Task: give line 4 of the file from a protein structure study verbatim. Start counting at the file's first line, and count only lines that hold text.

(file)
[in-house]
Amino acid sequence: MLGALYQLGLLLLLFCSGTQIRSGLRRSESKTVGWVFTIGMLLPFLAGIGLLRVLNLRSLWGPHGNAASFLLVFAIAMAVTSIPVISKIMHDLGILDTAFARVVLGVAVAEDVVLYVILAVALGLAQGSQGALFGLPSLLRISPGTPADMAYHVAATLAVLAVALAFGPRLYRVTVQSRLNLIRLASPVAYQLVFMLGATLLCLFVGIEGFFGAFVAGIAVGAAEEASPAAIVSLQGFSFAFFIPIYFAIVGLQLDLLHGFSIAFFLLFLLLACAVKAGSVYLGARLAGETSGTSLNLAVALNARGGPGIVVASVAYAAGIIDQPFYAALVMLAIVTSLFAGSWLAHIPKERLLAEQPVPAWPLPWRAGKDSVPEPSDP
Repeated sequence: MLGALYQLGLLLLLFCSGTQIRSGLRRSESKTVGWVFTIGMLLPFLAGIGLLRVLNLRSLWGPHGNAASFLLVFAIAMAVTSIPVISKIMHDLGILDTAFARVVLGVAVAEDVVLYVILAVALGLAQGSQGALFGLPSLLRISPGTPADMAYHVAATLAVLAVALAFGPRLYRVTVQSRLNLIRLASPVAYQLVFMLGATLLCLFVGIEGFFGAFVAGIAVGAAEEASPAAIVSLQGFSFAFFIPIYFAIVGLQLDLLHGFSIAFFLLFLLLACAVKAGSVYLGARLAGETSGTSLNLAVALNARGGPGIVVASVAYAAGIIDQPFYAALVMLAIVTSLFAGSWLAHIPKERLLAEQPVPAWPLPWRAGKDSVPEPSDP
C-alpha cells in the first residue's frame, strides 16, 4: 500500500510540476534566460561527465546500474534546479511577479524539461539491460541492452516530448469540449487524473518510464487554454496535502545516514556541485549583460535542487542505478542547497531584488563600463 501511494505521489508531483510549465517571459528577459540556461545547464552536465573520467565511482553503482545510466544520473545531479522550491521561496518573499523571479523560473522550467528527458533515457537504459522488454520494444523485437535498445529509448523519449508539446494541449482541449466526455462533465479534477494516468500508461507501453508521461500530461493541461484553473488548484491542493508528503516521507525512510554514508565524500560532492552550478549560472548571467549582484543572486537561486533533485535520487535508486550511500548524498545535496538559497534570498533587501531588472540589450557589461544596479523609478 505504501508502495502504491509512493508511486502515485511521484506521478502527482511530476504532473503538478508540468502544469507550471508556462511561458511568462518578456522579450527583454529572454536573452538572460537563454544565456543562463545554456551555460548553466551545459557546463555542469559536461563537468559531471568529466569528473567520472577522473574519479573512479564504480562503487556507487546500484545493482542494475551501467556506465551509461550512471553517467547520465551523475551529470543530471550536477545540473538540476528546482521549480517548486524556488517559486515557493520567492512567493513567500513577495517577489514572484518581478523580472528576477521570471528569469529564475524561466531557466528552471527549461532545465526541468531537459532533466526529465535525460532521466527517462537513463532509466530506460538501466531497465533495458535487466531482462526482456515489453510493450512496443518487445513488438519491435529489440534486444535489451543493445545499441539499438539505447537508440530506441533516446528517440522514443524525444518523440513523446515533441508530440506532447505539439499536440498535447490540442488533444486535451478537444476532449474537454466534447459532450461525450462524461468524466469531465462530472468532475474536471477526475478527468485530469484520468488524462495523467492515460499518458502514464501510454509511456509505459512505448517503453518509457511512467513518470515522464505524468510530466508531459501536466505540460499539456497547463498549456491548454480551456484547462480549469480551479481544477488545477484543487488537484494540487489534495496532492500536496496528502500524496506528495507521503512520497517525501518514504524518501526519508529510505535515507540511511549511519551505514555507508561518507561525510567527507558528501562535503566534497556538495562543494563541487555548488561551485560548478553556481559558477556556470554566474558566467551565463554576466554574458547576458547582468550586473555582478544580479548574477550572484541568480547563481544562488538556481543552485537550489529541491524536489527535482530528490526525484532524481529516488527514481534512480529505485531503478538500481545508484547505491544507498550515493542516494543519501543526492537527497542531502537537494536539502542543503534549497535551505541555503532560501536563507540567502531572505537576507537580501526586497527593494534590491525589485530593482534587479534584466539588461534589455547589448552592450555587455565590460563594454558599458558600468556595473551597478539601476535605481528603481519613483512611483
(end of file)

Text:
C-alpha cells in the first residue's frame, strides 16, 4: 500500500510540476534566460561527465546500474534546479511577479524539461539491460541492452516530448469540449487524473518510464487554454496535502545516514556541485549583460535542487542505478542547497531584488563600463 501511494505521489508531483510549465517571459528577459540556461545547464552536465573520467565511482553503482545510466544520473545531479522550491521561496518573499523571479523560473522550467528527458533515457537504459522488454520494444523485437535498445529509448523519449508539446494541449482541449466526455462533465479534477494516468500508461507501453508521461500530461493541461484553473488548484491542493508528503516521507525512510554514508565524500560532492552550478549560472548571467549582484543572486537561486533533485535520487535508486550511500548524498545535496538559497534570498533587501531588472540589450557589461544596479523609478 505504501508502495502504491509512493508511486502515485511521484506521478502527482511530476504532473503538478508540468502544469507550471508556462511561458511568462518578456522579450527583454529572454536573452538572460537563454544565456543562463545554456551555460548553466551545459557546463555542469559536461563537468559531471568529466569528473567520472577522473574519479573512479564504480562503487556507487546500484545493482542494475551501467556506465551509461550512471553517467547520465551523475551529470543530471550536477545540473538540476528546482521549480517548486524556488517559486515557493520567492512567493513567500513577495517577489514572484518581478523580472528576477521570471528569469529564475524561466531557466528552471527549461532545465526541468531537459532533466526529465535525460532521466527517462537513463532509466530506460538501466531497465533495458535487466531482462526482456515489453510493450512496443518487445513488438519491435529489440534486444535489451543493445545499441539499438539505447537508440530506441533516446528517440522514443524525444518523440513523446515533441508530440506532447505539439499536440498535447490540442488533444486535451478537444476532449474537454466534447459532450461525450462524461468524466469531465462530472468532475474536471477526475478527468485530469484520468488524462495523467492515460499518458502514464501510454509511456509505459512505448517503453518509457511512467513518470515522464505524468510530466508531459501536466505540460499539456497547463498549456491548454480551456484547462480549469480551479481544477488545477484543487488537484494540487489534495496532492500536496496528502500524496506528495507521503512520497517525501518514504524518501526519508529510505535515507540511511549511519551505514555507508561518507561525510567527507558528501562535503566534497556538495562543494563541487555548488561551485560548478553556481559558477556556470554566474558566467551565463554576466554574458547576458547582468550586473555582478544580479548574477550572484541568480547563481544562488538556481543552485537550489529541491524536489527535482530528490526525484532524481529516488527514481534512480529505485531503478538500481545508484547505491544507498550515493542516494543519501543526492537527497542531502537537494536539502542543503534549497535551505541555503532560501536563507540567502531572505537576507537580501526586497527593494534590491525589485530593482534587479534584466539588461534589455547589448552592450555587455565590460563594454558599458558600468556595473551597478539601476535605481528603481519613483512611483